Retiring right requires a lot of planning. Health insurance coverage is one of the critical decisions that must be made as we approach retirement.

Considering that full Social Security benefits are not paid until age 66 to 67 (depending on when you were born), many people continue to work past age 65. In fact, about half the US population work past age 65. In doing so, they are faced with an important decision; keep their employer coverage or switch to Medicare coverage at age 65? To make a good decision, one must first compare the cost and benefits of Medicare vs. employer insurance.  That is what this article will help you do.

Of course, most a very comfortable with their employer health benefits and have no idea that Medicare can be a lower cost and better insurance coverage than employer health plans.

This article, and the accompanying calculator will help you determine which is a better value for you, your employer health benefits or Medicare.

Short Summary

  • Evaluate Medicare vs. employer insurance based on premiums, deductibles, copays, network restrictions & benefits.

  • Understand the 3 types of Medicare coverage: Original Medicare plus supplemental coverage , Medicare Advantage Plans and Part D Prescription Drug Coverage.

  • Consider factors such as cost of spousal coverage, prescription drug costs, HSA plans, networks and possible changes in coverage over time.

Compare Employer vs Medicare Calculator

Part B Deductible:
Part A Deductible:

Plan G-HD deductible:

Part B Premium:

Group Plan

Copay per visit:


Annual Maximum Limit:

Monthly Premium
Employer Plan:

Medigap Plan G:

Medigap Plan N:

Medigap Plan G-HD:

Assuming $10,000 Total Medical Bill in one Calendar Year
Group Plan
Medigap Plan G
Medigap Plan N
Medigap Plan G-HD
Group Plan
Medigap Plan G
Medigap Plan N
Medigap Plan G-HD
Group Plan
Medigap Plan G
Medigap Plan N
Medigap Plan G-HD
Group Plan
Medigap Plan G
Medigap Plan N
Medigap Plan G-HD
Out of Pocket Medical Cost
Employer Plan
Medicare + Plan G
Medicare + Plan N
Medicare + Plan G-HD
Total Annual Premium
Employer Advantage Plan
Employer Regular Plan
Medicare + Plan G
Medicare + Plan N
Medicare + Plan G-HD

Evaluating Employer Health Insurance vs. Medicare

The first difference between Medicare and your employer coverage you will need to understand is that Medicare is entirely individual coverage. There is no family plan. However, spousal Medicare benefits can be determined by either their personal or your work history.

Step One

This means that if you have a spouse and you sign up for Medicare, you may need to consider the cost of health insurance coverage for your spouse. Is your spouse eligible for Medicare coverage? If so, you and your spouse will need to pay Medicare premiums for Part B and a Medicare supplement plan. If not, you will need to consider the cost of separate insurance until your spouse becomes eligible for Medicare.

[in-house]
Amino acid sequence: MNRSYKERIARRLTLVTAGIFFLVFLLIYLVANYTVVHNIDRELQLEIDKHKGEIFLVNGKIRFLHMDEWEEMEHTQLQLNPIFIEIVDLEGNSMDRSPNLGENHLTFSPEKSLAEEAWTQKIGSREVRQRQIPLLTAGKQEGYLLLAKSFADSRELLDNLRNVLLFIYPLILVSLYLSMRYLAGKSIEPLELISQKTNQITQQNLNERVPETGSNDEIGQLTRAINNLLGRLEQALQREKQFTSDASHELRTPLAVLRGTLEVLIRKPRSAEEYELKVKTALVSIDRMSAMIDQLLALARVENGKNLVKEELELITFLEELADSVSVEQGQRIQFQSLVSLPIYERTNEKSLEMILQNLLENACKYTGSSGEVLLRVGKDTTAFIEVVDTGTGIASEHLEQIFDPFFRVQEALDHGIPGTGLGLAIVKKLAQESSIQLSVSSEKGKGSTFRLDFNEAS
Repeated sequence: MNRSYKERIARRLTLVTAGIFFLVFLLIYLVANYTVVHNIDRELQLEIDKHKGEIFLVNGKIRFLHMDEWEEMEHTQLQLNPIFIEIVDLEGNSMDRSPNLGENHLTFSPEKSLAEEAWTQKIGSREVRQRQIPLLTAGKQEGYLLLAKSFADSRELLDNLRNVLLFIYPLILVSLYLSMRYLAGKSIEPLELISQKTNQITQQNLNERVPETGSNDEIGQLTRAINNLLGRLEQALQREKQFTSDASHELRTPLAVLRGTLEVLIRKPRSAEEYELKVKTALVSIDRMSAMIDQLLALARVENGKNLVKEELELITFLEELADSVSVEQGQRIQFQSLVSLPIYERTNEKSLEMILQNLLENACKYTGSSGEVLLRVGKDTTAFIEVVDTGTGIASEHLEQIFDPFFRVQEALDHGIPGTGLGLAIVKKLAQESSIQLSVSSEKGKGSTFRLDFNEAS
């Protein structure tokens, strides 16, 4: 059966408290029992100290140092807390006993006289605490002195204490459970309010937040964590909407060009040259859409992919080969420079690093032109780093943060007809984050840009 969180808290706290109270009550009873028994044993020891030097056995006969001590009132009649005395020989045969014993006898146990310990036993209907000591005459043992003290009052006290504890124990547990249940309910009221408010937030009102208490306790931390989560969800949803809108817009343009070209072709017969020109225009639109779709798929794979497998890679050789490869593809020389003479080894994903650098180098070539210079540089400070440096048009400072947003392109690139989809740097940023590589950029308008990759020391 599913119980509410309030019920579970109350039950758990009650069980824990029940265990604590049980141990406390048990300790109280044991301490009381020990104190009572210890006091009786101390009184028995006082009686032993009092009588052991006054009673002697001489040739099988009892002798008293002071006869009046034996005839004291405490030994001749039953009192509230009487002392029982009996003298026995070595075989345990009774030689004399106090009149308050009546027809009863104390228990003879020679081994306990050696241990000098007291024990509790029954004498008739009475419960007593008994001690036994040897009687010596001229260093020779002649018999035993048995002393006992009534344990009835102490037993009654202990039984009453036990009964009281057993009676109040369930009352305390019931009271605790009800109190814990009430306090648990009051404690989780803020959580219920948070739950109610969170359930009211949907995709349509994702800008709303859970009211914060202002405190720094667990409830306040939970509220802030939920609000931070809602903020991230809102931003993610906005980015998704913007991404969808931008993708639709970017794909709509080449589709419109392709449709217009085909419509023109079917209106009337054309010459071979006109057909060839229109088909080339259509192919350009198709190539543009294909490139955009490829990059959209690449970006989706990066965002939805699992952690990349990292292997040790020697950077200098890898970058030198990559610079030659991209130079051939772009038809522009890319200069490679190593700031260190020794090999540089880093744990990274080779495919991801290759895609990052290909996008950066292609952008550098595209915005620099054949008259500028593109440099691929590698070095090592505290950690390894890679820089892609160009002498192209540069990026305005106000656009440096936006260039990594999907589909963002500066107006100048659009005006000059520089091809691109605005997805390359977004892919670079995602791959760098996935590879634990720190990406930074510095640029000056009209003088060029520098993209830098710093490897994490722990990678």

If the cost of your spouse’s separate insurance is too high, it may be in your best interest to delay Medicare enrollment and stay with your group health plan.

Step Two

Understand how Medicare works and when a person can enroll.

Our website is structured to help you quickly learn what you need to know about Medicare coverage and costs. You can quickly learn what you need to know about Medicare health care coverage, Medicare eligibility, when to enroll in Medicare, late enrollment penalties and everything you need in order to make an informed decision and compare Medicare to employer sponsored coverage. By watching our videos and or reading our articles in our New to Medicare series, you will be ready to decide between Medicare plans and employer coverage. In addition, I have provided information below for your research.

Of course, you can also schedule a telephone meeting with one of our Medicare experts. We can help increase your learning speed and save you a considerable amount of time.

If your Part A is already paid for through your or your spouses payroll taxes, you can sign up for Medicare Part A at any time. It cost noting and adds to your employer coverage. When you enroll in just Medicare Part A, your group health plan employer coverage is the primary payer, Medicare Part A is your secondary payer.

Step Three

Are you or your spouse on prescription medication? The cost of prescription medications is separate from the cost of Medicare and a supplement. Sometimes the cost of prescription medication is less on Medicare than with employer coverage, sometimes it is more.

We advise our clients to use the PartDShopper website to determine exactly what their prescription coverage would cost on Medicare. I created this Part S site to help our clients choose a prescription drug plan or re-shop their prescription coverage annually.

Step Four

You will want to know what Medicare supplement options are available to you and what they cost.

For the cost of Medicare, you will need to pay a monthly premium for Medicare Part B and Part D. The Part D premium is found in step three above. The Part B premium changes every calendar year and can be found here:

If your retirement income will be higher than average, you will want to understand IRMAA. People subject to IRMAA pay more for their Part B and Part D premiums.

You also want to be sure you understand the definitions of these common insurance terms:


The amount in medical bills you will need to pay before your insurance plan pays any benefit.


A dollar amount you pay when you have a specific service or procedure. I.E. per primary care office visit, specialist office visit, per prescription and so on.


A percentage of the bill you pay after meeting your deductible. For example, many employer plans have an 80/20 coinsurance. After you meet the deductible you pay 20% of the medical bill and the insurance company pays 80%. Medicare without a supplement is 80/20. With a supplement is 100/0.